NLIHC Annual Report: Modest Two-Bedroom Market-Rate Home Unaffordable to Full-Time Minimum Wage Workers in Every County in U.S.

Tuesday, July 14, 2020 - 10:15am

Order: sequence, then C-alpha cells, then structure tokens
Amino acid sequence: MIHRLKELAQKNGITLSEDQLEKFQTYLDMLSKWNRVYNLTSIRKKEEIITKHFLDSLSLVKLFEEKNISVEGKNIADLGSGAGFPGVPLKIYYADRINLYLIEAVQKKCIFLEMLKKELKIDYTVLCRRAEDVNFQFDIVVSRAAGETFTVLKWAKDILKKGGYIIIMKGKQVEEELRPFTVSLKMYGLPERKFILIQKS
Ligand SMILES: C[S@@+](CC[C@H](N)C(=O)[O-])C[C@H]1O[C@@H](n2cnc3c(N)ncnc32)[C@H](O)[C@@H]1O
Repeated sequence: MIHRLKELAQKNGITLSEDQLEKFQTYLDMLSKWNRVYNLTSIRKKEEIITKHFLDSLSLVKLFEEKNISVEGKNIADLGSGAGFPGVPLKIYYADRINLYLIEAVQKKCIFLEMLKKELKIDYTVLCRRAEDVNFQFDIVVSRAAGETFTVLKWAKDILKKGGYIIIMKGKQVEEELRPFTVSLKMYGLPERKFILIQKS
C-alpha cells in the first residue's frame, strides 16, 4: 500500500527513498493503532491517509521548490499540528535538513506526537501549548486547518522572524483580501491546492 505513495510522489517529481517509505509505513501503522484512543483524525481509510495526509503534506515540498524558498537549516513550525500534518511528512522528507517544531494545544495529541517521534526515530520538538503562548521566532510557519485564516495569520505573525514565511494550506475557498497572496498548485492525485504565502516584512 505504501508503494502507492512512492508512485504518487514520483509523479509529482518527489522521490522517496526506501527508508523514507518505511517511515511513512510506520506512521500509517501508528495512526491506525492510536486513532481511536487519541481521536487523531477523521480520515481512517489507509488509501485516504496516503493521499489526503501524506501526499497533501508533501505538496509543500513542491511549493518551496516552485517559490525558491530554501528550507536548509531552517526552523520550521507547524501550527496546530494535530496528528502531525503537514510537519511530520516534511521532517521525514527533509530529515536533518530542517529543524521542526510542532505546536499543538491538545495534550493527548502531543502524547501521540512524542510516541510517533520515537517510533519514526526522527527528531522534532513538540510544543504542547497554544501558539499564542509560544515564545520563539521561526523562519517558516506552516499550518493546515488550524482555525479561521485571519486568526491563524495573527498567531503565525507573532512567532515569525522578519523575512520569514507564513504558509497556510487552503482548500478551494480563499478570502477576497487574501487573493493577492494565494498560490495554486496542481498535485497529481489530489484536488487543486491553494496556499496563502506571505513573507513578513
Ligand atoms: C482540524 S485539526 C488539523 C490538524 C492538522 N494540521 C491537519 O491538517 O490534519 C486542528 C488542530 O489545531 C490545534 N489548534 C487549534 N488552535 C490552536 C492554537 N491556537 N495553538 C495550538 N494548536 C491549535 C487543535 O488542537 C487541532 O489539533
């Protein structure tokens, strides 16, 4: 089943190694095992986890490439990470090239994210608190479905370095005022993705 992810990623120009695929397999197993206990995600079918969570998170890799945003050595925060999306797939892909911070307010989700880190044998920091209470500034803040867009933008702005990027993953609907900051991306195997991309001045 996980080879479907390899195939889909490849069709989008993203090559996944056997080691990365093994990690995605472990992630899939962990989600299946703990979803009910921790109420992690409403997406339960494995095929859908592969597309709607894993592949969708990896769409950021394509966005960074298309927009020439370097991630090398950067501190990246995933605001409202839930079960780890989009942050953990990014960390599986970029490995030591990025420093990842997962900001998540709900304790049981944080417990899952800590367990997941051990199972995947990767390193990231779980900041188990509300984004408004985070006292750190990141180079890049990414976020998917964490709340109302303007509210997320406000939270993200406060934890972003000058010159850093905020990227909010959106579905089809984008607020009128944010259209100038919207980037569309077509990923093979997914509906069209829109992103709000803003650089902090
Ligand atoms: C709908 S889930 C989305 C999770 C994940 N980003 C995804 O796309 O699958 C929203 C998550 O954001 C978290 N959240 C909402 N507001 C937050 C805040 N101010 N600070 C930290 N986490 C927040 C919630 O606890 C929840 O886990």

In no state, metropolitan area or county in the United States can workers earning minimum wage–whether federal or prevailing state or local minimum wage–afford a modest two-bedroom rental home at fair market rent by working a standard 40-hour week, according to Out of Reach 2020, an annual report released today by the National Low-Income Housing Coalition. American renters need to earn an average of $23.96 per hour to afford a modest two-bedroom rental home and $19.56 per hour for a modest one-bedroom rental. The average minimum-wage worker must work nearly 97 hours per week to afford a two-bedroom rental home, according to the report, which points out that the COVID-19 pandemic further exacerbated the national affordable housing crunch. The hourly wage needed to afford a two-bedroom apartment ranges from $14.19 in Arkansas to $38.76 in Hawaii. The report calls for broad federal investment in affordable housing, including a 50 percent basis boost for low-income housing tax credit (LIHTC) properties that set aside at least 20 percent of their housing to extremely low-income renters. The report also calls for a permanent National Housing Stabilization Fund, full funding for the Housing Choice Voucher program, a significant investment in the national Housing Trust Fund and significant capital investment in public housing.